Meet city’s top election officers

Returning officers of all three constituencies in Bengaluru---South, North and Central---tell Metrolife how they are preparing for the big day. They are now focused on getting the lists right, and encouraging people to vote.

Beauty queens at a Sakhimodel poll booth at Cubbon Park (As told to Nina C George) on Tuesday.

‘Sakhi booths show women in action’



Lokesh M

Lokesh M, Returning Officer, Bengaluru Central, 21 lakh voters, 2,082 polling booths, 8 Assembly segments

What are you doing at the moment?

We ensure our polling staff are trained in handling the EVMs and are fully aware of the procedures. We are also busy ensuring all applications are processed and names appear on the list. We have also mapped people with disability and will ensure they can vote.

How are you reaching out to voters?

This year, we have Sakhi booths managed entirely by women. This is to send out the message that elections are conducted not just by men. Our staff are stationed at Metro stations and malls with demo machines to help people understand how EVMs work. These M3 machines are newer versions of the EVMs used at Bengaluru Central. ‘We’re meeting people at malls and markets as a part of SVEEP.’

‘We’re meeting people at malls and markets’

B M Vijay Shankar, Returning officer, Bangalore North 28,46,495 voters, 8 Assembly segments


B M Vijay Shankar

Challenges you face?

In a city like Bengaluru, the voter turnout is around 50 per cent. So, through Systematic Voters’ Education and Electoral Participation program, better known as SVEEP, we are trying to educate people on why it is important to vote. With so many holidays, we are indeed anxious about the voter turnout.

How did you reach out to people?

The BBMP commissioner and I have been meeting morning walkers, and have put up stalls at malls and Metro stations. We have also held meetings on IT campuses across the city.

Vulnerable areas

Election officials are visiting locations where people are likely to be intimidated. A ‘vulnerable location’ is one where people may be blocked from voting, or coerced to vote for a particular candidate. “We have identified 34 such locations. I have visited some areas where there is a likelihood of a poor voter turnout, and a majority see no threat,” says B M Vijay Shankar.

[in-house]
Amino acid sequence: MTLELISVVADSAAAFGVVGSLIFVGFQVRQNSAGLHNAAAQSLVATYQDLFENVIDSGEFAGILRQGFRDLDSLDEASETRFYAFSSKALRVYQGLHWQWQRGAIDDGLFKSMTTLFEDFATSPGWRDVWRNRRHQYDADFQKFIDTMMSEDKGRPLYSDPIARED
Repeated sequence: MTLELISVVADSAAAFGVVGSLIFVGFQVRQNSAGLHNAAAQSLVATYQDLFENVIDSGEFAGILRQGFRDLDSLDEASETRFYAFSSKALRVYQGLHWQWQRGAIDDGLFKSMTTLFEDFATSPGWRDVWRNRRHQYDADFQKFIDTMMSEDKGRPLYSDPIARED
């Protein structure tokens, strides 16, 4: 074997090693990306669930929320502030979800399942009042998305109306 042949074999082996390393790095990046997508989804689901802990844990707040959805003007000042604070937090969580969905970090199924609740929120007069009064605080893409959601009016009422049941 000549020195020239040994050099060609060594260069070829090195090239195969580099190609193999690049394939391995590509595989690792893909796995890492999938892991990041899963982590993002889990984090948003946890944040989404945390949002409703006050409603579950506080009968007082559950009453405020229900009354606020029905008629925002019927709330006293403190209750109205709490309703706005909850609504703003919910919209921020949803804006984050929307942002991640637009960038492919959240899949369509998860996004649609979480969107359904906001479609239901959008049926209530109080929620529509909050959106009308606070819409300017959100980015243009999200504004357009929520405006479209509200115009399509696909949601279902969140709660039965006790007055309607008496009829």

Nakul S S

‘Many skip voting for want of information’

Nakul S SReturning Officer, Bangalore South, 2131 polling stations, 8 Assembly constituencies

Big challenges?

Handling the logistics of Bengaluru, with such a large number of voters. The second thing is to ensure people come forward and vote.

Do you sense any indifference among voters?

There’s some degree of indifference among urban voters. So we have started verification centres where people can check voter lists, identify polling stations, and understand how EVMs work.

What contributes to the indifference?

Most people skip voting because they lack the required information. Sometimes, they don’t know where to go and what to do. We want to reach out and help them understand the process. We have Chunavana centres where people can give their EPIC number and get details about their polling stations. We have covered all Metro stations and are now moving into market areas, such as the Jayanagar shopping complex. The response at the Metro stations has been overwhelming.

How do you deal with problems related to EPIC (voter ID) cards?

Most people think they can vote if they have an EPIC . It is not so. You can vote only if your name is on the electoral list. We see this confusion among people in the lower income groups.

How do you deal with problems related to dead voters and missing names?

A death is sometimes not reported and in urban areas, people move out because of work and marriage. This is not reported to us. There is something called the Absentee Shifted Dead Voter (ASDV) list given to all presiding officers at the polling stations. They verify if a document matches the person who has come to vote.

What problems do you foresee this time?

Ensuring the upkeep and maintenance of the EVMs and their transportation is the biggest challenge. We are training our staff to handle these machines, which are foolproof. We are also trying to ensure our staff have toilets and drinking water. We want to make sure women staff don’t face any difficulty.

What emergency care is provided at polling stations?

BBMP nursing staff and doctors are adequately deployed.

Deadline over

The last date for voter registrations was March 16. Those who apply to be on the list now can vote only in the next elections.

EVMs tamper-proof

Election officials say electronic voting machines are stand-alone and cannot be accessed or manipulated by any remote device. “We tell voters they can vote with 100 per cent confidence,” a top official says.

 

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Get real-time news updates, views and analysis on Lok Sabha Elections 2019 on Deccanherald.com/news/lok-sabha-elections-2019 


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Meet city’s top election officers

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